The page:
The Business Case for Community Paramedicine: Lessons from Commonwealth Care Alliance's Pilot Program

Issue Brief
Publisher: Hamilton, NJ: Center for Health Care Strategies, Inc.
Dec 06, 2016
Katharine W. V. Bradley, Dominick Esposito, Iyah K. Romm, John Loughnane, Toyin Ajayi, Rachel Davis, and Teagan Kuruna

Key Findings:

  • Community paramedicine patients who were successfully diverted from emergency room care had lower average costs than those not diverted.
  • Patient volume is a strong driver of community paramedicine savings estimates.
  • The emergency room diversion rate is also a primary driver of savings estimates.
  • Savings estimates are sensitive to operating cost increases; managing aggregate costs of personnel, clinical supervisors, and program administration will be important to support sustainability.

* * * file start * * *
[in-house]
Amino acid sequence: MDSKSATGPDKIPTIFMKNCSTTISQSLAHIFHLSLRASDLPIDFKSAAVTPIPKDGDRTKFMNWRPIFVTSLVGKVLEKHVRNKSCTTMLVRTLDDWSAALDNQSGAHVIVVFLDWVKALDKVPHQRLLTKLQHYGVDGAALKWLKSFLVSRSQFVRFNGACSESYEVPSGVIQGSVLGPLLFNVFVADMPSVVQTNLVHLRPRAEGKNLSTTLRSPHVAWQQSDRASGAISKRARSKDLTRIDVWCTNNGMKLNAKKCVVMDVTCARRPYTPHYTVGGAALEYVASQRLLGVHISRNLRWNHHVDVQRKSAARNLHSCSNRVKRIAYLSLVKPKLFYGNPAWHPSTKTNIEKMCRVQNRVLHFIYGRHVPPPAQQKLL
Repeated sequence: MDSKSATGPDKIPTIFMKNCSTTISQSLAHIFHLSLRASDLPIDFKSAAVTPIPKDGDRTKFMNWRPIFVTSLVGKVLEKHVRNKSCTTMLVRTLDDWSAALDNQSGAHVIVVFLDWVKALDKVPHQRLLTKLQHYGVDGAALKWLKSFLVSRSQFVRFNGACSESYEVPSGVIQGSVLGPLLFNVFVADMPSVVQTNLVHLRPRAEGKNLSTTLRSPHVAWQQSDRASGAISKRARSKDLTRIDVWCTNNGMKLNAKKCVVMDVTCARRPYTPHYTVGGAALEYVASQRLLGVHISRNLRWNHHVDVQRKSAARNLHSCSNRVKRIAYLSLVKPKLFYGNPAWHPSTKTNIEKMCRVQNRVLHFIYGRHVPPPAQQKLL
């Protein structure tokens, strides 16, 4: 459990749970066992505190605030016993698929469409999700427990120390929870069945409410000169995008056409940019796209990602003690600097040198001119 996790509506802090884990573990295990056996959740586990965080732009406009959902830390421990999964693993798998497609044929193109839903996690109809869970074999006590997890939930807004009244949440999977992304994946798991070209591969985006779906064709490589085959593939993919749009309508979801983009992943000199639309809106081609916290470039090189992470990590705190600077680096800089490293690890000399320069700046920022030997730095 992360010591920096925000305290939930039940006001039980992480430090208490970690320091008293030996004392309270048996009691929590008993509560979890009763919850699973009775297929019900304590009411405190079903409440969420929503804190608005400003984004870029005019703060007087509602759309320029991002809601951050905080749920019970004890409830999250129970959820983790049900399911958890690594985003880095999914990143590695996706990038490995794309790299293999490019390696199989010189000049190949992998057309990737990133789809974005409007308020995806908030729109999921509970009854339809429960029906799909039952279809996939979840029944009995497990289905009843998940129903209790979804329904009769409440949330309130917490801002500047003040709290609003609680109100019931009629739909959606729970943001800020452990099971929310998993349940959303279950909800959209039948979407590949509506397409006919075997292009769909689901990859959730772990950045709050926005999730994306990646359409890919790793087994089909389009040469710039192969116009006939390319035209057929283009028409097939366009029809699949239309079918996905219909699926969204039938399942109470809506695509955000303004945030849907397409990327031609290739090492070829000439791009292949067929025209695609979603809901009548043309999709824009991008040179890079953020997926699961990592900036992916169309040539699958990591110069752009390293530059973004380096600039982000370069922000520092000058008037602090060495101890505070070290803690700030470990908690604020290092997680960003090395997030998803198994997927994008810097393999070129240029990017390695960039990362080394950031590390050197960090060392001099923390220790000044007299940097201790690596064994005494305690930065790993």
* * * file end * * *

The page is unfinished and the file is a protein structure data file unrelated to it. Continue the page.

Mobile integrated health care and community paramedicine (MIH-CP) programs expand the role of traditional emergency medical services personnel to address non-emergency needs and bring outpatient primary and urgent care into patients’ homes. These programs offer potential for reducing health care costs, eliminating unnecessary emergency department use, and shifting service back to community-based and home settings. Between 2014 and 2015, the Massachusetts-based Commonwealth Care Alliance (CCA) piloted a community paramedicine program, Acute Community Care (ACC), to serve its members in the Greater Boston area. This brief summarizes ACC’s business case assessment, which showed that increasing patient volume after the pilot period would result in net savings given the program’s success in averting unnecessary emergency care. By illustrating cost considerations for an expansion of MIH-CP services, this brief may inform the design and sustainability planning of other MIH-CP programs.